My contacts become painfully dry when I have my eyes closed for long periods of time. This is my main reason for keeping my eyes open when I lead!
That said, I often wear glasses when I’m leading expressly so that I can close my eyes when I want to. Like you’ve said here, there are good reasons to close ’em, good reasons to open ’em, bad reasons to close ’em, bad reasons to open ’em. I practice/struggle with all of the above, and at the end of the day simply marvel at God’s grace and mercy, that he would give me the privilege of facilitating his people in corporate worship despite the battles that might be going on in my heart and mind for the focus of my attention to be holy.
Thanks for an interesting post!
Thank you so much for your post. I never even thought about the fear of man, but it is so true. I don’t seem to have that problem because I seem to be feeling the Holy Spirit in most of the songs that we sing. Maybe I am just more emotional than most. I am not at all saying this to say that I am more engaged than others, because as was pointed out earlier you can’t always tell what someone is experiencing by looking at their faces. I try to do a balance of both because I don’t want people to feel like I am staring them down, however I don’t want people to be disengaged because I am not looking at the congregation at all. However, I am still able to look at it as God being the only other person in the room. When I am out in the congregation I do close my eyes most of the time because, it does help me to be more engaged. I am a back up singer, so I am not really playing an instrument and for me knowing the words to songs has never really been a struggle. Thanks again for that post. Interesting conversation.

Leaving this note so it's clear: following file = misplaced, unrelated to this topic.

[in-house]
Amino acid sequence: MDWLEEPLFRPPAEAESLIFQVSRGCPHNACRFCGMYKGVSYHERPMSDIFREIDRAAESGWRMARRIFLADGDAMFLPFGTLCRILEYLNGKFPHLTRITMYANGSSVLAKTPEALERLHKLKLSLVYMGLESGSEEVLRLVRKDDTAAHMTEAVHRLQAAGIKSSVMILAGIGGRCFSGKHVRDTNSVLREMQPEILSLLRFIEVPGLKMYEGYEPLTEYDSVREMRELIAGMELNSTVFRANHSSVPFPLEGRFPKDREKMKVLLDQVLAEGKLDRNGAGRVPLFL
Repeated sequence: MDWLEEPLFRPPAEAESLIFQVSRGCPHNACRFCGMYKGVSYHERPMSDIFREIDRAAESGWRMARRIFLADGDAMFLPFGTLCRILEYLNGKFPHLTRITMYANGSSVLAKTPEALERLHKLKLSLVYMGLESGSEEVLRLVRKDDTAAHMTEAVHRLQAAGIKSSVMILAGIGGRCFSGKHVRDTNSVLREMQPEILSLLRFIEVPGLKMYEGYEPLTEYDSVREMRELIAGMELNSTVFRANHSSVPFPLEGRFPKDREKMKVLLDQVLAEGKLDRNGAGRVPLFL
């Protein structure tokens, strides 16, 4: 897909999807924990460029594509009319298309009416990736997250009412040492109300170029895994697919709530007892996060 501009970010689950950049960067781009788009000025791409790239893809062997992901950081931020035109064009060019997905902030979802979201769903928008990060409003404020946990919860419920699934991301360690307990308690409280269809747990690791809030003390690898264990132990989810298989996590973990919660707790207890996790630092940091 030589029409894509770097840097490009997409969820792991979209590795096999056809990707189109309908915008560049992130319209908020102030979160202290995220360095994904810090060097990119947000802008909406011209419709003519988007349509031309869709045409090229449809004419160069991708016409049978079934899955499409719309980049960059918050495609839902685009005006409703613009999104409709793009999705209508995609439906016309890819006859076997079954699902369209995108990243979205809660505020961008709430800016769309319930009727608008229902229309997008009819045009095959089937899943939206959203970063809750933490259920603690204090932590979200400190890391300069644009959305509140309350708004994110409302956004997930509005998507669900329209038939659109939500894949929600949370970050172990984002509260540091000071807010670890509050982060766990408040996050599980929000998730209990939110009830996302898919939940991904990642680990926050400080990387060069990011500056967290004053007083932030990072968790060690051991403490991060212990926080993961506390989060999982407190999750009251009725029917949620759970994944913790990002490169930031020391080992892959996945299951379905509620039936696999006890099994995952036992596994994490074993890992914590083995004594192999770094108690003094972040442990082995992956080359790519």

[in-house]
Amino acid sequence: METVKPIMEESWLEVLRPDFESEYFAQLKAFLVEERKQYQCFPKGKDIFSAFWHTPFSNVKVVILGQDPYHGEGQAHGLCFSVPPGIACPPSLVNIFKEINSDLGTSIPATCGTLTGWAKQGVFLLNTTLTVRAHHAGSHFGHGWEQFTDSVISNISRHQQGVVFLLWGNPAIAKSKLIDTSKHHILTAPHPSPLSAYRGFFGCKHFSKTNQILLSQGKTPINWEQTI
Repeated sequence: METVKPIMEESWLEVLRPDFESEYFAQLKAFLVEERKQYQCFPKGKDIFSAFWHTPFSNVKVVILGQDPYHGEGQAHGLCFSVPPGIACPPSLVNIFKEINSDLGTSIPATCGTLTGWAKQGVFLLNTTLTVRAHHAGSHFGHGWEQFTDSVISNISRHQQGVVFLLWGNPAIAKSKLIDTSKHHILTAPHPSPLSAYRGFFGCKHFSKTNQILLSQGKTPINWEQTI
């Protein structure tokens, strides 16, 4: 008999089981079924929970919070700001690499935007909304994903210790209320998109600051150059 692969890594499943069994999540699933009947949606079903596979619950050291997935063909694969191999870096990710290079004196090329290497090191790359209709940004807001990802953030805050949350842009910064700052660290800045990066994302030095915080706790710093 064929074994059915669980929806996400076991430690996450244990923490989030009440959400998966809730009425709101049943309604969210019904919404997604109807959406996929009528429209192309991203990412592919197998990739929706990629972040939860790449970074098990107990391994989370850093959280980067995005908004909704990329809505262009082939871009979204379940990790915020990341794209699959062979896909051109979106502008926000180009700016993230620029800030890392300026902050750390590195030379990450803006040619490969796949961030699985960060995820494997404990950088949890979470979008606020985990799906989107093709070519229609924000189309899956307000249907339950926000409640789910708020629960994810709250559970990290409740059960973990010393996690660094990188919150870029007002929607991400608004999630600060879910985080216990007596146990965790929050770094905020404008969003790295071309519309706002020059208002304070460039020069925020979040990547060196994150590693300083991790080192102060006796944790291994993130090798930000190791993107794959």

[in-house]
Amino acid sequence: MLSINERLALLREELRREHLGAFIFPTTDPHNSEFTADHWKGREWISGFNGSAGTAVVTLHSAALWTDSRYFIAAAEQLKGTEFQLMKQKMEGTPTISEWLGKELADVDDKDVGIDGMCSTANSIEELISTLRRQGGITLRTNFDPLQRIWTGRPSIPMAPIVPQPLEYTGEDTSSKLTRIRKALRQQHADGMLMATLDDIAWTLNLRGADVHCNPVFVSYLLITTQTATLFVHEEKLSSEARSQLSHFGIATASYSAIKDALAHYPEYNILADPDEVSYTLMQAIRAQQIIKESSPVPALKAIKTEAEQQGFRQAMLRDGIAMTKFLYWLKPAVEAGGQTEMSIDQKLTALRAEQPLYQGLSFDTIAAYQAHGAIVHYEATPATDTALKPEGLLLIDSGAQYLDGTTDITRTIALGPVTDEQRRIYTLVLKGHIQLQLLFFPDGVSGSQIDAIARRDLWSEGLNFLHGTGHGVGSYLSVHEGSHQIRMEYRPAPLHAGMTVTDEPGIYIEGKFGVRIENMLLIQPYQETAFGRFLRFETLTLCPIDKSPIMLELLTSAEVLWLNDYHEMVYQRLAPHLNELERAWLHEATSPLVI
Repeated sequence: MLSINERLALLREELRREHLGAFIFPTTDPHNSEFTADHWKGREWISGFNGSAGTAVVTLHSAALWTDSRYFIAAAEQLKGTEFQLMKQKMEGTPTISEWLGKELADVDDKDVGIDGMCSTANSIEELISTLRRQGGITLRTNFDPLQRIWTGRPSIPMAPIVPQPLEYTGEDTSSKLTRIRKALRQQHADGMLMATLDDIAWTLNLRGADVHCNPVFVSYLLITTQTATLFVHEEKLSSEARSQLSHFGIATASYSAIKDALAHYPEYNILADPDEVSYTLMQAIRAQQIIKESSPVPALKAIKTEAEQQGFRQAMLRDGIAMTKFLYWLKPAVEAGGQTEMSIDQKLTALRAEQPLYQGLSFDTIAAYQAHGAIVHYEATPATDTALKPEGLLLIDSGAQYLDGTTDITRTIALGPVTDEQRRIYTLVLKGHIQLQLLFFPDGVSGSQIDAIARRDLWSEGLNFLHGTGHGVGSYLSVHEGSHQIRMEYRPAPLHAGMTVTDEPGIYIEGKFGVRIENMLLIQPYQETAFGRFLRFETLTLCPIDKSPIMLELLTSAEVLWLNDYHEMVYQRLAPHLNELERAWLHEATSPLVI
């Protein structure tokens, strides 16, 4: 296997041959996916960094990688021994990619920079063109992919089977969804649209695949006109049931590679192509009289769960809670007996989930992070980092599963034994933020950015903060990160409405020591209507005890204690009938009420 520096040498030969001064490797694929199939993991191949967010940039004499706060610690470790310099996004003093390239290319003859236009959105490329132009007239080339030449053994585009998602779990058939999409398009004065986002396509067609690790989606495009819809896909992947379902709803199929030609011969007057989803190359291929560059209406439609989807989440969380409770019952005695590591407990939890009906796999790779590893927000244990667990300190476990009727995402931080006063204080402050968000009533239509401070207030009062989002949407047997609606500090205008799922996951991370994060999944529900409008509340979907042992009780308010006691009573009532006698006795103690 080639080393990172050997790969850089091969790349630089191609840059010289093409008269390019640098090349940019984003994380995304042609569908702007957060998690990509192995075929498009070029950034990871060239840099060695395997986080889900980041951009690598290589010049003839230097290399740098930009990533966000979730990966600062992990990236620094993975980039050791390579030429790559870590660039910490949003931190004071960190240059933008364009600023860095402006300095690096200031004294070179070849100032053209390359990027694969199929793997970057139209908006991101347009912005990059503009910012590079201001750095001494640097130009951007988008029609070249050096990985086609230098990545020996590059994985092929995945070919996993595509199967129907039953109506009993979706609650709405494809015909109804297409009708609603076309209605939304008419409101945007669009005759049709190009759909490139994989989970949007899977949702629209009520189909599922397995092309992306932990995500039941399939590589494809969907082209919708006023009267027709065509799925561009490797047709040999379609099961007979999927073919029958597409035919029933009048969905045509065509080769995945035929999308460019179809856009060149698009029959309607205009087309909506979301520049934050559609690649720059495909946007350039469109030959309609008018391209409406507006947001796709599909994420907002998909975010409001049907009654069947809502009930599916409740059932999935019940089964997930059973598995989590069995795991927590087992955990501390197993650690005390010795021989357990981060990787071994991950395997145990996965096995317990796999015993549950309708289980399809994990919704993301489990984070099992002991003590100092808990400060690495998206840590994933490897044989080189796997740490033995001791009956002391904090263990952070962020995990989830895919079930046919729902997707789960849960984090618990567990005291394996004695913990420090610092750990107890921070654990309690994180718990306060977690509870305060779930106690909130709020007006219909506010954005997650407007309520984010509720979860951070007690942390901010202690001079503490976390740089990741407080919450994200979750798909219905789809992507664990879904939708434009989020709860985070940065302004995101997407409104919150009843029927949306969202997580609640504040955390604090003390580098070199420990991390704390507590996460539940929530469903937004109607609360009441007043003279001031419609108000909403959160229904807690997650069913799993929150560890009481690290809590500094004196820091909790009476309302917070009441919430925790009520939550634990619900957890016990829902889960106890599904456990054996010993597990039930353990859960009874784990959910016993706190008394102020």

I couldn’t read this cause my eyes were closed. Can you send me an mp3 of this post?
Marc, I think I have a word from the Lord for you. “Open them.” Does that mean anything to you?
My husband and I took our youth to a rally on the weekend and this post ties in perfectly…
Mosy, like 75%, of the youth that were there were unchurched, non-christian kids. During the worship, the 3 team members (leader/guitarist, singer, and bassist) all had their eyes closed for a good 15 minutes, not singing the songs but having ‘hang time’. They had NO idea how disconnected from the youth they were! I stayed standing for about 10 minutes, and I was done. The songs were long (one had 3 long verses) that no one knew.
My point? Look at how engaged the youth were would have been tremendously beneficial. The Team wasn’t there for themselves but for the youth. Leading worship is a totally self-less ministry, yet we often don’t approach it that way.